May 6, 2020

CDNF rescues motor neurons in three animal models of ALS by targeting ER stress

BioRxiv : the Preprint Server for Biology
F. De LorenzoMerja H Voutilainen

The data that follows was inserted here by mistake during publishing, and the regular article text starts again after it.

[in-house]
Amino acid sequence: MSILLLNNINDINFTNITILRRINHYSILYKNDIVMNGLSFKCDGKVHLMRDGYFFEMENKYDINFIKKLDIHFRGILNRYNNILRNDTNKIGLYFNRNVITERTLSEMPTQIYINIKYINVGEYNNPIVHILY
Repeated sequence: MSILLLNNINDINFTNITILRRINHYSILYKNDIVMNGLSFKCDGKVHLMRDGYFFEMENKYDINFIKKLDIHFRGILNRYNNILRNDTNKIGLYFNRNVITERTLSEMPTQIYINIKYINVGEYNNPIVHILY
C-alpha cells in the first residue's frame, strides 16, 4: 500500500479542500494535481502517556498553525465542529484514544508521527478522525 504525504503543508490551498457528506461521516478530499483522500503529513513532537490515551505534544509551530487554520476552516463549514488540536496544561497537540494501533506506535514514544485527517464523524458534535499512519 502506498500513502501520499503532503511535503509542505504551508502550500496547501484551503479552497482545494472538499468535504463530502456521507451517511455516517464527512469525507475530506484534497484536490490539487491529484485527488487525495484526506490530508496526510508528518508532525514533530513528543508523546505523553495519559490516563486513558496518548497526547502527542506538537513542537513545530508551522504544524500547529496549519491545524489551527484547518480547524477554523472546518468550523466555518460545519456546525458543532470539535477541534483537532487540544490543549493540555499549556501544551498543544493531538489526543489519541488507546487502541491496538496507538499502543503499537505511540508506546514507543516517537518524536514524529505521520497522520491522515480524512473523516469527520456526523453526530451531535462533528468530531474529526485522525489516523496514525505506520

Amyotrophic lateral sclerosis (ALS) is a progressive neurodegenerative disease primarily afflicting motor neurons (MNs) of the spinal cord, brainstem, and motor cortex, leading to paralysis and eventually death within 3 to 5 years of diagnosis. No cure or effective therapy to halt ALS progression is available. The role of chronic endoplasmic reticulum (ER) stress in the pathophysiology of ALS, as well as a potential drug target, has received increasing attention. Here, we investigated the therapeutic effect of the ER resident protein cerebral dopamine neurotrophic factor (CDNF) in preclinical models of ALS harboring different genetic mutations. We identify that intracerebroventricular (i.c.v.) administration of CDNF significantly halts the progression of the disease and improves motor behavior in TDP43-M337V and SOD1-G93A rodent models of ALS. CDNF rescues MNs in vitro and in vivo from ER stress associated cell death and its beneficial effect is independent of genetic disease etiology. Notably, CDNF regulates the unfolded protein response (UPR) initiated by transducers IRE1, PERK, and ATF6, thereby enhancing MN survival. Thus, CDNF holds great promise for the design of new rational treatments for ALS.

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